The Role of Voltage-gated Sodium Channels in Non-small Cell Lung Cancer

  • Thomas Campbell

    Student thesis: Unknown


    Various ion channels are expressed in human cancers where they are intimately involved in proliferation, angiogenesis, migration and invasion. Expression of functional voltage-gated sodium (Nav) channels is implicated in the metastatic potential of breast, prostate, colon, cervical and lung cancer cells. However, the cellular mechanisms that regulate Nav channel expression in cancer remain largely unknown. Growth factors are attractive candidates; they not only play crucial roles in cancer progression but are also key regulators of ion channel expression and activity in non-cancerous cells. Here, the role of epidermal growth factor receptor (EGFR) signalling and Nav channels in non-small cell lung cancer (NSCLC) cell lines have been examined. It is shown that functional expression of Nav1.7 promotes invasion in strongly metastatic H460 NSCLC cells. However, in non-invasive A549 NSCLC cells, Nav1.7 is completely absent. Inhibition of Nav1.7 either pharmacologically by tetrodotoxin (TTX) or genetically by small interfering RNA (siRNA) reduces H460 cell invasion by up to 50%. Whilst EGFR signalling enhances proliferation, migration and invasion of H460 cells, EGFR-mediated upregulation of Nav1.7 specifically, is required to promote invasive behaviour in these cells. Examination of Nav1.7 expression at the mRNA, protein and functional levels further reveals that EGFR signalling via the ERK1/2 pathway controls transcriptional regulation of Nav1.7 expression to promote cellular invasion in NSCLC. The role of Nav channels in promoting cancer cell invasion is also unclear. Therefore, the effect of Nav channel activity on two likely downstream contributors to cellular invasion, intracellular calcium concentration, [Ca2+]i, and intracellular pH, pHi, have been examined. It is shown that functional expression of Nav1.7 likely drives H460 NSCLC cell invasion via H+ efflux from the cell in an uncharacterised mechanism potentially involving NHE1, resulting in extracellular acidification of the perimembrane space. However, much more work is needed to understand this Na+-dependent invasive mechanism. Immunohistochemistry (IHC) of patient biopsies confirms the clinical relevance of Nav1.7 expression in NSCLC. Thus, Nav1.7 has significant potential as a novel target for therapeutic intervention, possibly in conjunction with existing EGFR inhibitors, and/or as a diagnostic/prognostic marker in NSCLC.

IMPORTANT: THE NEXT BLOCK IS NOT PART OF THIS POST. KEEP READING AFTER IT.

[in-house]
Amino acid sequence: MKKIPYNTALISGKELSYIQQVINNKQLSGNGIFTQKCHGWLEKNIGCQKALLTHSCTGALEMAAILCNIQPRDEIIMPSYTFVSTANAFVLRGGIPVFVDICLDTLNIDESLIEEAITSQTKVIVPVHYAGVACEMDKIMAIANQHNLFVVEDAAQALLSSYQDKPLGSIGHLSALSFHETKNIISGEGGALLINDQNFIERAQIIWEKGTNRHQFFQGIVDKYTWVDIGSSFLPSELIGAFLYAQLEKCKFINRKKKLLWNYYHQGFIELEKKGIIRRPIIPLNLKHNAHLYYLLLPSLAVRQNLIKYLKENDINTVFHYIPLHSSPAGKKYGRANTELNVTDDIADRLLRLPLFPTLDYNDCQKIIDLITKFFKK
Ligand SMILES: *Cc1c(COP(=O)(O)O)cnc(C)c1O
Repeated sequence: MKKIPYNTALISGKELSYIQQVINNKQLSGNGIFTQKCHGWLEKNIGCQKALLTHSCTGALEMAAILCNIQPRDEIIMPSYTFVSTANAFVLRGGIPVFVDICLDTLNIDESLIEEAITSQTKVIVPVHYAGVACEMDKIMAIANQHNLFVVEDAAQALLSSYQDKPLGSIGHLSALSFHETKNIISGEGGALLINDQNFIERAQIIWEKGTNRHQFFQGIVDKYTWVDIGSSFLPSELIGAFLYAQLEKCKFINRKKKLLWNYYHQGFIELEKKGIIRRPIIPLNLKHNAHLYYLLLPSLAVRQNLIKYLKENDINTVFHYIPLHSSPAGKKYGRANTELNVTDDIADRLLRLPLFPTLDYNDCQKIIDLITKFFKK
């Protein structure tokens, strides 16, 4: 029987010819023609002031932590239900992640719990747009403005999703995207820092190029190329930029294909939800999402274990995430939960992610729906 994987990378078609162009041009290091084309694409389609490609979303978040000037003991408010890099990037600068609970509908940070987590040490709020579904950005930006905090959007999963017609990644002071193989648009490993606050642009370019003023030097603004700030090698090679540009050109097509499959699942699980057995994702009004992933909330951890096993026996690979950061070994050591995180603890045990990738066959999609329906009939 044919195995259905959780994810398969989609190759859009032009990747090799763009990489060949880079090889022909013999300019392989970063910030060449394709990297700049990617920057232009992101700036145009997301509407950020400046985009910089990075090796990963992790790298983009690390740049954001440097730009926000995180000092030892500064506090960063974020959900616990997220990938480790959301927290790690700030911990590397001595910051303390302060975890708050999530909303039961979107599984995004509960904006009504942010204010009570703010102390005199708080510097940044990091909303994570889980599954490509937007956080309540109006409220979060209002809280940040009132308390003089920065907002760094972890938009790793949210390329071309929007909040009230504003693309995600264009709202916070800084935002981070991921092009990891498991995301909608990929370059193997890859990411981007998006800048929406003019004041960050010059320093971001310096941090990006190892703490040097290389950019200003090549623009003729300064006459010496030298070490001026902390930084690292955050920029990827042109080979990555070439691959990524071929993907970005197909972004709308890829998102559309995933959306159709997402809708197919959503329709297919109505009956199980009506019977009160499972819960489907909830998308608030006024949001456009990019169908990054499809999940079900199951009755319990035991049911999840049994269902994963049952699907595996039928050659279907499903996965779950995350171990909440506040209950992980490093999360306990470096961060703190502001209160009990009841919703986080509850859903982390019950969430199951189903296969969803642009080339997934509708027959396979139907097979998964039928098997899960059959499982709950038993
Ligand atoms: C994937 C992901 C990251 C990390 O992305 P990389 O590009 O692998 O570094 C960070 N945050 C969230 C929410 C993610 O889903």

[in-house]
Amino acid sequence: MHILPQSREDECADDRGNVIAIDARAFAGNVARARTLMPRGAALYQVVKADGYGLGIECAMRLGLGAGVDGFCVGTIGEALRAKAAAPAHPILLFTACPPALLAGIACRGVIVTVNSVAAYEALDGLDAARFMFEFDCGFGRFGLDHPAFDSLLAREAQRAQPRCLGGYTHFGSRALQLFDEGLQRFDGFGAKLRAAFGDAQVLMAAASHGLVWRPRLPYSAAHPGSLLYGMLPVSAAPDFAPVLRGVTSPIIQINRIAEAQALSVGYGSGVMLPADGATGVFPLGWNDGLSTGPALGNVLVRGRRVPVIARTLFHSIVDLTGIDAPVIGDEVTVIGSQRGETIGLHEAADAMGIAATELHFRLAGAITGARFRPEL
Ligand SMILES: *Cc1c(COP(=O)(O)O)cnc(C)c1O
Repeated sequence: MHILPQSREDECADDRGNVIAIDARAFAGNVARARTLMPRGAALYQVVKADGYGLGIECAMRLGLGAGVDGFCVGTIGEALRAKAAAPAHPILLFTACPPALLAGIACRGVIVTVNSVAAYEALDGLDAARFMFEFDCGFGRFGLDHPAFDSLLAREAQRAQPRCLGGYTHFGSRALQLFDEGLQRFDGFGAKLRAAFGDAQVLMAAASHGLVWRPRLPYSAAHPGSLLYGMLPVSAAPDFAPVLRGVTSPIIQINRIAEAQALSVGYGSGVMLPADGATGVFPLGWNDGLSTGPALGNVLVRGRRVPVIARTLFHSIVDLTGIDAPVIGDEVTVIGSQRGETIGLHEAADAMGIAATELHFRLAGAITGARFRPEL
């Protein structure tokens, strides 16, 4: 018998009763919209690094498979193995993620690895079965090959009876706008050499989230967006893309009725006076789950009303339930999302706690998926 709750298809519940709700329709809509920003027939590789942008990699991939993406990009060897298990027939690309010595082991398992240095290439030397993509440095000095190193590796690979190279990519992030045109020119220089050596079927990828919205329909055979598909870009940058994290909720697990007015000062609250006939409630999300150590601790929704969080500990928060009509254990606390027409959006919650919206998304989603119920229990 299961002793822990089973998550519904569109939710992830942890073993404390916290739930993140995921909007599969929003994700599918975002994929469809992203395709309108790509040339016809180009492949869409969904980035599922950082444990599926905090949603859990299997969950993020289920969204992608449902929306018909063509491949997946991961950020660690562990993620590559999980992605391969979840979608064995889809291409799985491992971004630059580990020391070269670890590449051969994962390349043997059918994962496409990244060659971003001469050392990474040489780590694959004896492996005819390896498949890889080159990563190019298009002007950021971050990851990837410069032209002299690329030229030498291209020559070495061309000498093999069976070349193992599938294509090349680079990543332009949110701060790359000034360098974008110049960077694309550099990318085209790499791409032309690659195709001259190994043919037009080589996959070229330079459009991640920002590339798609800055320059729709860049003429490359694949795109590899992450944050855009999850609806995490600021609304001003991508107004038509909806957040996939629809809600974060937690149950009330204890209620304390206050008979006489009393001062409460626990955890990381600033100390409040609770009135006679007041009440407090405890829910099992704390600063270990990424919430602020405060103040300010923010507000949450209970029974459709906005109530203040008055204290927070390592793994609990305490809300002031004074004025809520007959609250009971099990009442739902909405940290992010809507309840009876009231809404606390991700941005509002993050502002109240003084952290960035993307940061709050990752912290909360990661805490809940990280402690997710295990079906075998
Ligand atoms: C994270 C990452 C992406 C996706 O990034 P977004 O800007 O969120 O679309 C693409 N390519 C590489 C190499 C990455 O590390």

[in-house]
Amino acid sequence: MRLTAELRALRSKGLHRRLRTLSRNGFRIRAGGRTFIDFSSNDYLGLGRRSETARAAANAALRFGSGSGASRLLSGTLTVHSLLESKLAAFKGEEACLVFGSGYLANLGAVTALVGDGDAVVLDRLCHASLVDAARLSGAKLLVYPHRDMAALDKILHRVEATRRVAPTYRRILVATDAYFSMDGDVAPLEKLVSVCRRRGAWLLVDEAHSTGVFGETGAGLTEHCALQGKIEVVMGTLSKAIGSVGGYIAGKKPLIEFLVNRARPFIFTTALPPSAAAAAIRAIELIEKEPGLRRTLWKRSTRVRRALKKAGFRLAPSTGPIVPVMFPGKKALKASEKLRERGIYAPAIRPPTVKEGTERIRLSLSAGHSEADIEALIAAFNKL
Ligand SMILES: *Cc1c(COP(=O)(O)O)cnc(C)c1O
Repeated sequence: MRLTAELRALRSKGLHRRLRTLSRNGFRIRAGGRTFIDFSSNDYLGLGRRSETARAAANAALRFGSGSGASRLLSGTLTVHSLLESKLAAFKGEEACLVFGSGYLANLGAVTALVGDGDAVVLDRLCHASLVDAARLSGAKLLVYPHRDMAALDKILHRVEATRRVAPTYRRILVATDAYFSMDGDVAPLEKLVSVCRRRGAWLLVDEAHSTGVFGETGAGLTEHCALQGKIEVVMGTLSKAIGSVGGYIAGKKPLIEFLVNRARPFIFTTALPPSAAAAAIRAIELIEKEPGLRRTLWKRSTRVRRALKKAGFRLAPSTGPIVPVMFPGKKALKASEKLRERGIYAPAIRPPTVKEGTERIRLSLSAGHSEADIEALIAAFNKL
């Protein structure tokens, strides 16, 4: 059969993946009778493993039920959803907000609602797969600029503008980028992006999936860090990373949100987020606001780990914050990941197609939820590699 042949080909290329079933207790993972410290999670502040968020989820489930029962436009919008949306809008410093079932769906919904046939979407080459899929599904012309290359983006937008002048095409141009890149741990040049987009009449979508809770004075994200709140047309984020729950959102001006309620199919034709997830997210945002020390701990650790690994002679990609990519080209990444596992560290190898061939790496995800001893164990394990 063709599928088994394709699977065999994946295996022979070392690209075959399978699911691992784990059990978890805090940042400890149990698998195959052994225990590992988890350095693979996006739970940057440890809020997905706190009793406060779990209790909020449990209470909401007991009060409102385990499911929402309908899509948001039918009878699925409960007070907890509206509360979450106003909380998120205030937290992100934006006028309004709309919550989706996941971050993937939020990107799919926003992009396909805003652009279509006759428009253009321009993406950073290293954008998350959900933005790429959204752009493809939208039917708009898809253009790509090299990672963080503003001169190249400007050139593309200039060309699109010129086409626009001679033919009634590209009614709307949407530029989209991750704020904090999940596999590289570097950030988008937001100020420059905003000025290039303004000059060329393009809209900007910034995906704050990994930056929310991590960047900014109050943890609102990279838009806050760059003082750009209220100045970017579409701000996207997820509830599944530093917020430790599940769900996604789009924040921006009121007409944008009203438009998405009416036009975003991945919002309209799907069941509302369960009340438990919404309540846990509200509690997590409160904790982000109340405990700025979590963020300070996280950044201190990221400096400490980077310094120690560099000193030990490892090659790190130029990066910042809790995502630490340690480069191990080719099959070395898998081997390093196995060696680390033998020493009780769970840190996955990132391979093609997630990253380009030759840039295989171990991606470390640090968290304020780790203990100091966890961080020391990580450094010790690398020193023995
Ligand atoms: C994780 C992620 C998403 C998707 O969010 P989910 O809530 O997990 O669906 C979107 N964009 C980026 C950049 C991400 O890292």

Date of Award1 Aug 2013
    Original languageEnglish
    Awarding Institution
    • The University of Manchester
    SupervisorLiz Fitzgerald (Supervisor)


    • Invasion
    • EGFR
    • Metastasis
    • Nav
    • NSCLC

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